Five opposition figures charged over unauthorised assemblies in Hong Kong last year have obtained a temporary court order to prevent police from accessing their phones.
The High Court issued the order on Saturday following an emergency hearing requested by lawyers for veteran pan-democrat Martin Lee Chu-ming and four others, Albert Ho Chun-yan, Au Nok-hin, Sin Chung-kai and Yeung Sum, who filed a judicial challenge earlier in the morning.
They took issue with the wide power granted to the force in a warrant late last month and argued police were still trying to search their phones even though they would have completed their investigation.
The five, all former Democratic Party lawmakers, are among a group of 15 people facing a total of 61 charges in relation to processions that took place on August 18, August 31, October 1 and October 20.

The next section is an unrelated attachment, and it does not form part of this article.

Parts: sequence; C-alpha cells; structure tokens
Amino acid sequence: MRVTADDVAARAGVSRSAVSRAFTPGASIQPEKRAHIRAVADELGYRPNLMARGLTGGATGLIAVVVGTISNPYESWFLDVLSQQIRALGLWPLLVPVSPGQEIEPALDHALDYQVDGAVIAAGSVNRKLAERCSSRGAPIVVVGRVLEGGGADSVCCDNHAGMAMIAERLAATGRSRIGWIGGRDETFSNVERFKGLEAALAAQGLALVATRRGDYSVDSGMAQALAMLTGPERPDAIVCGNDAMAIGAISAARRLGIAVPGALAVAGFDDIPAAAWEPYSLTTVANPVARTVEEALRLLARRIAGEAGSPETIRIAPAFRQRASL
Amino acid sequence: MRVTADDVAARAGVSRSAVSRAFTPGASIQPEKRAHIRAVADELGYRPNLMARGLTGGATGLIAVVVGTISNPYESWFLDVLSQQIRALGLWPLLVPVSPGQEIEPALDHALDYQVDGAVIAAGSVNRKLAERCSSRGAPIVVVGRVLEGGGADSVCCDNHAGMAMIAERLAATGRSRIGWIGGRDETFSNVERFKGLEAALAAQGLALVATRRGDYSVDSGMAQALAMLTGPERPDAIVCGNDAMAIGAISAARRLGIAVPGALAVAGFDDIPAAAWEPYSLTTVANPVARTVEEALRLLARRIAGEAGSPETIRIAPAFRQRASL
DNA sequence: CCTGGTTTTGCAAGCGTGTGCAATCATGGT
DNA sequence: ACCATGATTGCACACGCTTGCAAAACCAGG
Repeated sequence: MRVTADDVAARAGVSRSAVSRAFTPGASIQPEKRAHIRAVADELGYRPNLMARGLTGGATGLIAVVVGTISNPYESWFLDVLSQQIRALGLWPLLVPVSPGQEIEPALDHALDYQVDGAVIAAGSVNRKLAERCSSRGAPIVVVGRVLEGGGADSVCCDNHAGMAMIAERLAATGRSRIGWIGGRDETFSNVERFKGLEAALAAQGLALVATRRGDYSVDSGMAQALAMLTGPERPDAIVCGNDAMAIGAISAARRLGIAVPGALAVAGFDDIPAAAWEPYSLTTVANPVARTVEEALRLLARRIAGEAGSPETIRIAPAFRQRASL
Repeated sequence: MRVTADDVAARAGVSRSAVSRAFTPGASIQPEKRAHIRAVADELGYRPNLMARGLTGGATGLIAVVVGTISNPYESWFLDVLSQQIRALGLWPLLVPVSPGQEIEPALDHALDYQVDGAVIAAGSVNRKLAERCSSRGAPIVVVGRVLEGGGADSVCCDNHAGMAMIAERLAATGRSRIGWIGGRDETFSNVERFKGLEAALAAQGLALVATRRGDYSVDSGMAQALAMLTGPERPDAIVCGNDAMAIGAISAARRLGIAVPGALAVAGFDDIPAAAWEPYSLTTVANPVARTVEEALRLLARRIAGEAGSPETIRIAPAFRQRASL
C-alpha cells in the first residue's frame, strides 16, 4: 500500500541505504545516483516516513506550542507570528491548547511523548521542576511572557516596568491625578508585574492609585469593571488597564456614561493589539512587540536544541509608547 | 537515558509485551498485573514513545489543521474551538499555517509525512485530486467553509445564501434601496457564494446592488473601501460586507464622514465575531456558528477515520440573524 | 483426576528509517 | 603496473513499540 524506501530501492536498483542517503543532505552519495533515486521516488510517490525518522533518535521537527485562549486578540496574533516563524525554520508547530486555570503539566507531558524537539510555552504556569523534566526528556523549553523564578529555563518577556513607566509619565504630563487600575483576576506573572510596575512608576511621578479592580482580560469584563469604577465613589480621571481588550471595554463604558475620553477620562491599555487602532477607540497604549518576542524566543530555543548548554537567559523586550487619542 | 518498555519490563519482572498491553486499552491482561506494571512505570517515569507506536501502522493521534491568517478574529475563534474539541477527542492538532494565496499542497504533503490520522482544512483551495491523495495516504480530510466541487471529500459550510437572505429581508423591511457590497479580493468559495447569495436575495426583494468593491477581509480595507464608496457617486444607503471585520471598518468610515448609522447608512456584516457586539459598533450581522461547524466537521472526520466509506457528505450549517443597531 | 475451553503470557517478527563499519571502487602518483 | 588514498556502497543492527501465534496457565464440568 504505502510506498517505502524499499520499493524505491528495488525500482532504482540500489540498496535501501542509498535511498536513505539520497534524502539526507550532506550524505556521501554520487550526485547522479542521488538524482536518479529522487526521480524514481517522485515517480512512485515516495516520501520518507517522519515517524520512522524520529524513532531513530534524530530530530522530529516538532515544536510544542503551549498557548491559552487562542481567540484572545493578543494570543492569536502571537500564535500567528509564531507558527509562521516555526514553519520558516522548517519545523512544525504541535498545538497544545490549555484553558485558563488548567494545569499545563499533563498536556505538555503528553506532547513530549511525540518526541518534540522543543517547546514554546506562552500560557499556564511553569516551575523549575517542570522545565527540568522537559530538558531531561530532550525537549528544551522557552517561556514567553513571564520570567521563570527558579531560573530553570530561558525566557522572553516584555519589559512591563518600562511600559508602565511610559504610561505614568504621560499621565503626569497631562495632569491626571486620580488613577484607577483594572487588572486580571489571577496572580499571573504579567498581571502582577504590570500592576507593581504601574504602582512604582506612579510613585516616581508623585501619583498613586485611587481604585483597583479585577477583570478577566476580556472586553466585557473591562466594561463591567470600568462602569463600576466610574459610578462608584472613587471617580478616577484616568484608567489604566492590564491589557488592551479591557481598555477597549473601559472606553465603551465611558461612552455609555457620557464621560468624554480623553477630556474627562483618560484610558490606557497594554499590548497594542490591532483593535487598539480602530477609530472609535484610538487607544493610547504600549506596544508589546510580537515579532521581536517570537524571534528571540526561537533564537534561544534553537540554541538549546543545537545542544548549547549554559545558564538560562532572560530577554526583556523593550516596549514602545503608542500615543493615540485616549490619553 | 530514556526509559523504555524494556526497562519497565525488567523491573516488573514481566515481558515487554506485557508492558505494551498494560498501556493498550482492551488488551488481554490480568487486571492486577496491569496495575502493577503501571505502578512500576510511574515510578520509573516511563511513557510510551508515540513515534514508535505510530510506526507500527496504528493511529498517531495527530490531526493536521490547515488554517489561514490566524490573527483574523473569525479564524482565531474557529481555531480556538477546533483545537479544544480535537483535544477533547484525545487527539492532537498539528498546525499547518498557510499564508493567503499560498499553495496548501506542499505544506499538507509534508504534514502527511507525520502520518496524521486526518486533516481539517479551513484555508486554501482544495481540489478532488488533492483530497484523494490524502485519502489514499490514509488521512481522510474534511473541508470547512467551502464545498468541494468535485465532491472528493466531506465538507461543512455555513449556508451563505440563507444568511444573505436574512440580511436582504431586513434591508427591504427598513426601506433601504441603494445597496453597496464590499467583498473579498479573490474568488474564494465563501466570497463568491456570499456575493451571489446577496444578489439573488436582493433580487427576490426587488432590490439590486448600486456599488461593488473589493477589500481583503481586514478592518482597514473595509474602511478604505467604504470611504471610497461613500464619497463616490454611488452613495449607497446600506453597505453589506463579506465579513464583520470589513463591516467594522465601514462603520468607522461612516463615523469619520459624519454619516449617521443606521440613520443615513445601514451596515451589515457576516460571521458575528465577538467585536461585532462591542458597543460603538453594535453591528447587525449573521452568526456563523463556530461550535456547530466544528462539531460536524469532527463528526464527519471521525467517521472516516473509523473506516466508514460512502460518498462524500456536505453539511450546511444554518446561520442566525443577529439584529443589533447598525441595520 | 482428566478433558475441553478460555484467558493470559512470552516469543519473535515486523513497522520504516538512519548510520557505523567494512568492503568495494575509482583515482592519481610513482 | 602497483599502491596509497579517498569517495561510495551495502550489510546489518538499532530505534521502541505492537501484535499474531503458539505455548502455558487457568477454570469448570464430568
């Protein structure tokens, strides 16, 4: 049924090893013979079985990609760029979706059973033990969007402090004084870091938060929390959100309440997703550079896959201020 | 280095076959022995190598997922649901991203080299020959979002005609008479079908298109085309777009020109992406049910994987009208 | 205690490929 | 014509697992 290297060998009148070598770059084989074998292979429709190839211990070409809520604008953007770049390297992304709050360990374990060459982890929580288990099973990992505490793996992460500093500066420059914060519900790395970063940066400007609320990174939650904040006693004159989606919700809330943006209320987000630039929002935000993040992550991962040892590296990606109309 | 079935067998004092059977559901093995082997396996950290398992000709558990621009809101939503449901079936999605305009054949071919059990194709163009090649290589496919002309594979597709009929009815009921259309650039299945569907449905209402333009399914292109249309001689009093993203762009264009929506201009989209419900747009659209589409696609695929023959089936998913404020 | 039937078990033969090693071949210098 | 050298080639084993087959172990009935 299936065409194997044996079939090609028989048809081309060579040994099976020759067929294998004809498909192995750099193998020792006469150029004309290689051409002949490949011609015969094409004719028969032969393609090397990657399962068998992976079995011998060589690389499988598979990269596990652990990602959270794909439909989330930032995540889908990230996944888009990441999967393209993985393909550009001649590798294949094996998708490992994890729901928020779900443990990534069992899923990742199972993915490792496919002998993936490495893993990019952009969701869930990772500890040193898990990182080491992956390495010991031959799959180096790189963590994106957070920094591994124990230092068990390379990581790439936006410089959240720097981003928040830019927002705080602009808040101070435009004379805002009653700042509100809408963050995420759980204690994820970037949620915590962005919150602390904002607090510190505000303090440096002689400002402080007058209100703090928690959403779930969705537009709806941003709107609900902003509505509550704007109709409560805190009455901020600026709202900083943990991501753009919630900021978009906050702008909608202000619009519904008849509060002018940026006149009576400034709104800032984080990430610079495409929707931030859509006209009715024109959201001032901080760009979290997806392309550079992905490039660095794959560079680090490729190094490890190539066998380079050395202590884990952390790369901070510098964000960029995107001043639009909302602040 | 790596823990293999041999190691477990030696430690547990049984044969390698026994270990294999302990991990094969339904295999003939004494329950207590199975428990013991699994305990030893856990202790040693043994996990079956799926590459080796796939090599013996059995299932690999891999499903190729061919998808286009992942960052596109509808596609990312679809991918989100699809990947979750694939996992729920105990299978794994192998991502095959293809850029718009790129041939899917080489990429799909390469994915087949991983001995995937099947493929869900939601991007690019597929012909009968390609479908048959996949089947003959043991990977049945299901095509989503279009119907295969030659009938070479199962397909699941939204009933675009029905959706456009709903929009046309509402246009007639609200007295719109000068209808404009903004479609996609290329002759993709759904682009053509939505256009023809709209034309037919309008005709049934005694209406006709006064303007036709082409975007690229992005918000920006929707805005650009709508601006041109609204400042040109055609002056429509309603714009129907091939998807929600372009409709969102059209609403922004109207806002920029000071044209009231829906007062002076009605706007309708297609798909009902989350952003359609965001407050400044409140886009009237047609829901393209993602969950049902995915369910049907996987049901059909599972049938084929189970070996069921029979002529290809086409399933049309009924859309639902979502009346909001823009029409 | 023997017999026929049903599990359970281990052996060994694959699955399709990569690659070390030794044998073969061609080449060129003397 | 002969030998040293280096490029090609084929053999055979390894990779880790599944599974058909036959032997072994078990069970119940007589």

The charges include organising an unauthorised assembly, knowingly taking part in an unauthorised assembly, and incitement to knowingly take part in an unauthorised assembly.
The 15 appeared at West Kowloon Court on June 15 and had already been told their cases would be transferred to the higher District Court.
But on June 26, police informed lawyers for the five they had obtained a warrant to access their phones, which would be executed as soon as July 3.
In the High Court on Saturday, Robert Pang Yiu-hung SC questioned why police had applied for the order to search his clients’ phones even though their investigation would have been completed.
That was demonstrated by the fact prosecutors had already applied to move the case to a higher court, he argued, challenging the warrant’s necessity and reasonableness.
Pang also said the warrant police had obtained was so wide that it failed to state what information they were allowed to access, as well as how long the search would last. He asked for an injunction order to stop police from searching the phones.
Mr Justice Russell Coleman granted a temporary injunction order and convened a further hearing on July 10 for police and lawyers for the five to argue whether the order should continue.
Individual rights are not subject to a public vote; a majority has no right to vote away the rights of a minority.